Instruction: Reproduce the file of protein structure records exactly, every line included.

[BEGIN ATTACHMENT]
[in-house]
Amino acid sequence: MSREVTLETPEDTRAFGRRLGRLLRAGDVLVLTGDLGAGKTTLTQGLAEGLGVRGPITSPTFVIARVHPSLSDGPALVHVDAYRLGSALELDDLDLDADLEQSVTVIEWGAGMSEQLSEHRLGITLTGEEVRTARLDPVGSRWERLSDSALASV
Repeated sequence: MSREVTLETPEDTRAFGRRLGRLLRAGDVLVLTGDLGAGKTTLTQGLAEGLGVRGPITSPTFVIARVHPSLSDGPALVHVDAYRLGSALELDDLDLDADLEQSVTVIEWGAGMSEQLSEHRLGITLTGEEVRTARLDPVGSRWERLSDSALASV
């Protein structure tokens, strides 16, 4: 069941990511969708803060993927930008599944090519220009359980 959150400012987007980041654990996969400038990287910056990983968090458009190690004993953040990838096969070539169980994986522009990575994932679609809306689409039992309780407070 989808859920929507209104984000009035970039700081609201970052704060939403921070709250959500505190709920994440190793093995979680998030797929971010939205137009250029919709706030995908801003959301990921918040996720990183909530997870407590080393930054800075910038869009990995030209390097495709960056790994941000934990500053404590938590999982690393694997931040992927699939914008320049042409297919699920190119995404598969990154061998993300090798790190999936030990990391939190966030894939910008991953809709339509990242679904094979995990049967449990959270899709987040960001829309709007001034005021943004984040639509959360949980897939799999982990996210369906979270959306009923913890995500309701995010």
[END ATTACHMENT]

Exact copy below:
[in-house]
Amino acid sequence: MSREVTLETPEDTRAFGRRLGRLLRAGDVLVLTGDLGAGKTTLTQGLAEGLGVRGPITSPTFVIARVHPSLSDGPALVHVDAYRLGSALELDDLDLDADLEQSVTVIEWGAGMSEQLSEHRLGITLTGEEVRTARLDPVGSRWERLSDSALASV
Repeated sequence: MSREVTLETPEDTRAFGRRLGRLLRAGDVLVLTGDLGAGKTTLTQGLAEGLGVRGPITSPTFVIARVHPSLSDGPALVHVDAYRLGSALELDDLDLDADLEQSVTVIEWGAGMSEQLSEHRLGITLTGEEVRTARLDPVGSRWERLSDSALASV
């Protein structure tokens, strides 16, 4: 069941990511969708803060993927930008599944090519220009359980 959150400012987007980041654990996969400038990287910056990983968090458009190690004993953040990838096969070539169980994986522009990575994932679609809306689409039992309780407070 989808859920929507209104984000009035970039700081609201970052704060939403921070709250959500505190709920994440190793093995979680998030797929971010939205137009250029919709706030995908801003959301990921918040996720990183909530997870407590080393930054800075910038869009990995030209390097495709960056790994941000934990500053404590938590999982690393694997931040992927699939914008320049042409297919699920190119995404598969990154061998993300090798790190999936030990990391939190966030894939910008991953809709339509990242679904094979995990049967449990959270899709987040960001829309709007001034005021943004984040639509959360949980897939799999982990996210369906979270959306009923913890995500309701995010």